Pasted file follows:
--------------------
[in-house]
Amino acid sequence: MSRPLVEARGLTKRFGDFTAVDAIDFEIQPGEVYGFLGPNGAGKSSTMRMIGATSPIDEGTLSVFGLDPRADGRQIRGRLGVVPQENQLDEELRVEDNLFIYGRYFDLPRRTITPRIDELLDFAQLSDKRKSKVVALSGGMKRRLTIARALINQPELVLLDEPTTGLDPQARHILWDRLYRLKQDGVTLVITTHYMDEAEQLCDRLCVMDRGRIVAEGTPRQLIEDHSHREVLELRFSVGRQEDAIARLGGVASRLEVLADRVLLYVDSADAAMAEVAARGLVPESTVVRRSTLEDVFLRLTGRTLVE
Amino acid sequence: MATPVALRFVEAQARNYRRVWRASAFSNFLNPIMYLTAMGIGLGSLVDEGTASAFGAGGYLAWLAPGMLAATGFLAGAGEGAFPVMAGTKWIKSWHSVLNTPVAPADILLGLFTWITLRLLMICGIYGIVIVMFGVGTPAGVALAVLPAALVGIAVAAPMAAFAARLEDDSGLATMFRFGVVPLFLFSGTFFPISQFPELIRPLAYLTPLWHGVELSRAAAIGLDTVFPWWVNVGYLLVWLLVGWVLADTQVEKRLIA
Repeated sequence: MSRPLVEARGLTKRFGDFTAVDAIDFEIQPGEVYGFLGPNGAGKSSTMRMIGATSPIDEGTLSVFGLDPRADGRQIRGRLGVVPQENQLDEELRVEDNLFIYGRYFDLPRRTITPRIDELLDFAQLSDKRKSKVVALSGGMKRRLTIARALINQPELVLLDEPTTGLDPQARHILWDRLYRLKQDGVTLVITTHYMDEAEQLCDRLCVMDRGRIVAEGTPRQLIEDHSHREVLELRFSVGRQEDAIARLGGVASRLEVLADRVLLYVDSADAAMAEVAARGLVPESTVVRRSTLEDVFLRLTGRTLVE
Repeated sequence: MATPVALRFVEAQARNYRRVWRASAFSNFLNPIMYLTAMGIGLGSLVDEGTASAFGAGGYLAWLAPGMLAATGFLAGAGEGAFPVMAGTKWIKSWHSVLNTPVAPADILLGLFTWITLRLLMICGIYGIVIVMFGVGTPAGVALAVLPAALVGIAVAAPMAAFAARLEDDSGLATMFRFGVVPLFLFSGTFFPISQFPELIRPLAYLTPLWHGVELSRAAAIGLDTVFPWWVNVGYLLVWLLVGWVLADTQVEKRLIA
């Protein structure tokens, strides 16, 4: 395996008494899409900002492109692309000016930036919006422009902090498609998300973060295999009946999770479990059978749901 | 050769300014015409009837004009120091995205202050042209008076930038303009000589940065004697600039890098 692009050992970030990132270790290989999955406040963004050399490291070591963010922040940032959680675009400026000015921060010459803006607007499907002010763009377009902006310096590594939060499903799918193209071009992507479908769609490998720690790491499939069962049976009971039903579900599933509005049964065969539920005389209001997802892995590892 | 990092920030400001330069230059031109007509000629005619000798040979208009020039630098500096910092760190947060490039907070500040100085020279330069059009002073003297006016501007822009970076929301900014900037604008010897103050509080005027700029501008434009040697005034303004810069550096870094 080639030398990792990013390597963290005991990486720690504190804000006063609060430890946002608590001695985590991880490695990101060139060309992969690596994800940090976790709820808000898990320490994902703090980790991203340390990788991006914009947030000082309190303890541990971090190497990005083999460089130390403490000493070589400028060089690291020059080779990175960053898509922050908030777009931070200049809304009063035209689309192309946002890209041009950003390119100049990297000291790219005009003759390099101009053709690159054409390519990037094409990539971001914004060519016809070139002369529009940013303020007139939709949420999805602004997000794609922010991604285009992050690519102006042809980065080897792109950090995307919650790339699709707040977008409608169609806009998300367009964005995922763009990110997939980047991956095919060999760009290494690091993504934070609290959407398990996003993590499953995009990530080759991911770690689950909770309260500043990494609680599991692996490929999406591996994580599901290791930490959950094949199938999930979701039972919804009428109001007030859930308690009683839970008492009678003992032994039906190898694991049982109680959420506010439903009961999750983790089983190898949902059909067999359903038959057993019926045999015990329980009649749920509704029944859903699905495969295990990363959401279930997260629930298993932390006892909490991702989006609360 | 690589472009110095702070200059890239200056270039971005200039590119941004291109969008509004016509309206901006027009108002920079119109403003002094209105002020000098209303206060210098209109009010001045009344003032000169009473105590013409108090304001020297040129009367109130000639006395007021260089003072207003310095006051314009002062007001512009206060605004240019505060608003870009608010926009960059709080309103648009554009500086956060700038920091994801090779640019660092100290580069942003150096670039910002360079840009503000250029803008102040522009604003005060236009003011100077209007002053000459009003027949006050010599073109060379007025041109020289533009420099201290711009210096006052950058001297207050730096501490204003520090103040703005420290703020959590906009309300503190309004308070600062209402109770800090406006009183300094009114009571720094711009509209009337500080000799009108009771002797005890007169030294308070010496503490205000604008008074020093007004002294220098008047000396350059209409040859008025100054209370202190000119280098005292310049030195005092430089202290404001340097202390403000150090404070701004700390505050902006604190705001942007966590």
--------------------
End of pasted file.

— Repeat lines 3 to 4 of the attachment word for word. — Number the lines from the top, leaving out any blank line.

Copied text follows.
Amino acid sequence: MATPVALRFVEAQARNYRRVWRASAFSNFLNPIMYLTAMGIGLGSLVDEGTASAFGAGGYLAWLAPGMLAATGFLAGAGEGAFPVMAGTKWIKSWHSVLNTPVAPADILLGLFTWITLRLLMICGIYGIVIVMFGVGTPAGVALAVLPAALVGIAVAAPMAAFAARLEDDSGLATMFRFGVVPLFLFSGTFFPISQFPELIRPLAYLTPLWHGVELSRAAAIGLDTVFPWWVNVGYLLVWLLVGWVLADTQVEKRLIA
Repeated sequence: MSRPLVEARGLTKRFGDFTAVDAIDFEIQPGEVYGFLGPNGAGKSSTMRMIGATSPIDEGTLSVFGLDPRADGRQIRGRLGVVPQENQLDEELRVEDNLFIYGRYFDLPRRTITPRIDELLDFAQLSDKRKSKVVALSGGMKRRLTIARALINQPELVLLDEPTTGLDPQARHILWDRLYRLKQDGVTLVITTHYMDEAEQLCDRLCVMDRGRIVAEGTPRQLIEDHSHREVLELRFSVGRQEDAIARLGGVASRLEVLADRVLLYVDSADAAMAEVAARGLVPESTVVRRSTLEDVFLRLTGRTLVE